Russell and Duenes

Muslim Prayer in Public Schools and the Law

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muslimprayersBy way of introduction, the law should, in my view, tell the government to get out of the business of providing education explicitly. I take the words of the third article of the Northwest Ordinance in their plain sense: “Religion, morality, and knowledge being necessary to good government and the happiness of mankind, schools and the means of education shall ever be encouraged.” Larry P. Arnn, Liberty and Learning, 81 (Hillsdale College Press 2004) (italics mine). To “encourage” education does not mean to “administer” it, and I think there are powerful and practical ways that the government can “encourage” education without directly administering it. I take this view because I accept a much broader meaning of the term “religion” than do our courts (and than do the majority of Americans, including religious Americans). I think it is precisely because the Supreme Court takes a narrow and reductionistic view of “religion,” and its central place in any educational scheme, that it will struggle even more in drawing appropriate lines as more devout Muslims, Hindus, Buddhists, Christians and others continue to show up at our shores. Yet it is clear that government-sponsored education is not headed for extinction any time soon, so my proposed solution to the issue of Muslim prayers in public schools must grapple with our educational system as it currently exists.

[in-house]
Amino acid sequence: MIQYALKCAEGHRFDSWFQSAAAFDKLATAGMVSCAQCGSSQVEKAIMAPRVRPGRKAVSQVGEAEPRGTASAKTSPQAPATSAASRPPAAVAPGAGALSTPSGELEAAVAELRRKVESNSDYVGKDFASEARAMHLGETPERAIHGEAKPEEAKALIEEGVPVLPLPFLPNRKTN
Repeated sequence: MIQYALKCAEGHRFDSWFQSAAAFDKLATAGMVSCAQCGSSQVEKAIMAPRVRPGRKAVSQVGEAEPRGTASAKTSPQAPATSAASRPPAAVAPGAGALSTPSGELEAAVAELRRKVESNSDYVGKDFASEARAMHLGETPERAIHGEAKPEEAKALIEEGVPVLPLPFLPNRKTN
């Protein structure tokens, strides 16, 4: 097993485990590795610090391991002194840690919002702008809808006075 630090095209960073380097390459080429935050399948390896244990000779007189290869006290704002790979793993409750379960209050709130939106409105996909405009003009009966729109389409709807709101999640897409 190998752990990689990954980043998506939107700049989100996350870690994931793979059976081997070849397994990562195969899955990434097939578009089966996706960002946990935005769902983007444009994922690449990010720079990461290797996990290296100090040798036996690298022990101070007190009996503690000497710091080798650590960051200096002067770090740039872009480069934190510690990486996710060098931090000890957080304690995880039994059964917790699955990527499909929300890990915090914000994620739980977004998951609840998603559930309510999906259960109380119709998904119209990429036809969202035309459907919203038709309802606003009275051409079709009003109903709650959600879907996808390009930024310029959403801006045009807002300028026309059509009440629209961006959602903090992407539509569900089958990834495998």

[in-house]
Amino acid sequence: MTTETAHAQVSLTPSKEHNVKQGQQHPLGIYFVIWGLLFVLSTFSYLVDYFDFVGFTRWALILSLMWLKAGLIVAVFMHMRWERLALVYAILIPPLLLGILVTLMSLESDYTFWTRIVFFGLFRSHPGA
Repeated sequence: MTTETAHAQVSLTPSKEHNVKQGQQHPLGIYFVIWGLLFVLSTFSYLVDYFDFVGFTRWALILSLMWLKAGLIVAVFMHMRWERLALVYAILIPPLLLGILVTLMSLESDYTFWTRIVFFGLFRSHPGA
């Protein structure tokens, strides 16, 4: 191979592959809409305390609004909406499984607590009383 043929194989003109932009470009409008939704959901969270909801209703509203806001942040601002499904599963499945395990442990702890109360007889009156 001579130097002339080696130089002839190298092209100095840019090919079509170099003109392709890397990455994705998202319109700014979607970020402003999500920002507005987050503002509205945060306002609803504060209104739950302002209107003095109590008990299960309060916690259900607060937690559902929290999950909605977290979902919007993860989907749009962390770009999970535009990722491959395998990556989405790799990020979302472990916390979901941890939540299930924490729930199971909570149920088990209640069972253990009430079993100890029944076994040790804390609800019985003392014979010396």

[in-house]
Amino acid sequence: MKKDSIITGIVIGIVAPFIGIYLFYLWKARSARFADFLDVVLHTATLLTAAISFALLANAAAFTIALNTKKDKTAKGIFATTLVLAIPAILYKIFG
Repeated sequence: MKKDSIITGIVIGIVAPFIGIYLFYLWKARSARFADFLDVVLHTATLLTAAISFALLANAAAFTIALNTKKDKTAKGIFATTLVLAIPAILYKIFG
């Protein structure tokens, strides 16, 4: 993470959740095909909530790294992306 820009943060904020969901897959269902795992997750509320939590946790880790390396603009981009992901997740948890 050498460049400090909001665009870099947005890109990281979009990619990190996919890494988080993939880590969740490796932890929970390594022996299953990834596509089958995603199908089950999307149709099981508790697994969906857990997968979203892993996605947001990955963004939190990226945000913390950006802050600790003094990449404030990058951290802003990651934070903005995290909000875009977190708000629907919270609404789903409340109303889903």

The Court’s struggle to find the right words with which to draw appropriate lines on the Religion Clauses of the First Amendment points up what I believe is a larger problem in jurisprudence, particularly jurisprudence of the positivist bent. The problem, at least with respect to religious expression in schools, is that education, by its very nature, is religious and cannot be otherwise. The lines the Court does draw, in my view, will be always be on a continuum. They will also be arbitrary. This is because the Court is working on a foundation of the false dualism it accepts within the educational realm, as though the promotion and impartation of knowledge, wisdom, skill and character – which are the central tasks of education – could be split off into separate compartments called “religious” and “secular.” Surely it is incumbent upon the Court not only to draw the line between “religion” and “State,” but between “religion” and “nonreligion.” I do not think positivists have sufficiently developed the legal terminology with which to do this, which is largely why I think the Court uses so many different terms in drawing lines. (The Supreme Court has employed a vast terminology in adjudicating the proper “Church-State” relationship mandated by the Religion Clauses, to wit: “Secular purpose,” Roberts, 921 F. 2d at 1053, “entanglement with,” id., “indirect coercive pressure,” Engel, 370 U.S. at 431, “separation,” Roberts, at 1049, “neither advances nor inhibits,” id. at 1053, “aid,” Wallace, 472 U.S. at 53, n. 37, “prefer,” id., “advance,” id. at 56, “entirely motivated by,” id., “neutrality,” id. at 60, “favor,” id., “impede the observation of,” Sherbert, 374 U.S. at 404, “discriminate invidiously between,” id., “burden,” id., “endorsement,” County of Allegheny, 492 U.S. at 578, “favoritism,” id. at 593, “promotion,” id., “taking a position on,” id. at 593-94, “acknowledge,” id. at 631 (O’Connor, J., concurring), “accommodate,” id. (O’Connor, J., concurring), “coerce,” Weisman, 505 U.S. at 587, “indoctrinate,” id. at 591-92, “enforce a religious orthodoxy,” id. at 592, “affiliate itself with,” id. at 599 (Blackmun, J., concurring), “obtrude itself in,” id. (Blackmun, J., concurring), “a complete and permanent separation of the spheres,” id. at 601 (Blackmun, J., concurring), “imprimatur,” id. at 606 (Blackmun, J., concurring),  and “approval,” Id. at 619 (Souter, J., concurring). Doubtless the Court has used other terms as well. This is not simply a “problem of the penumbra,” it is a kind of linguistic jungle.).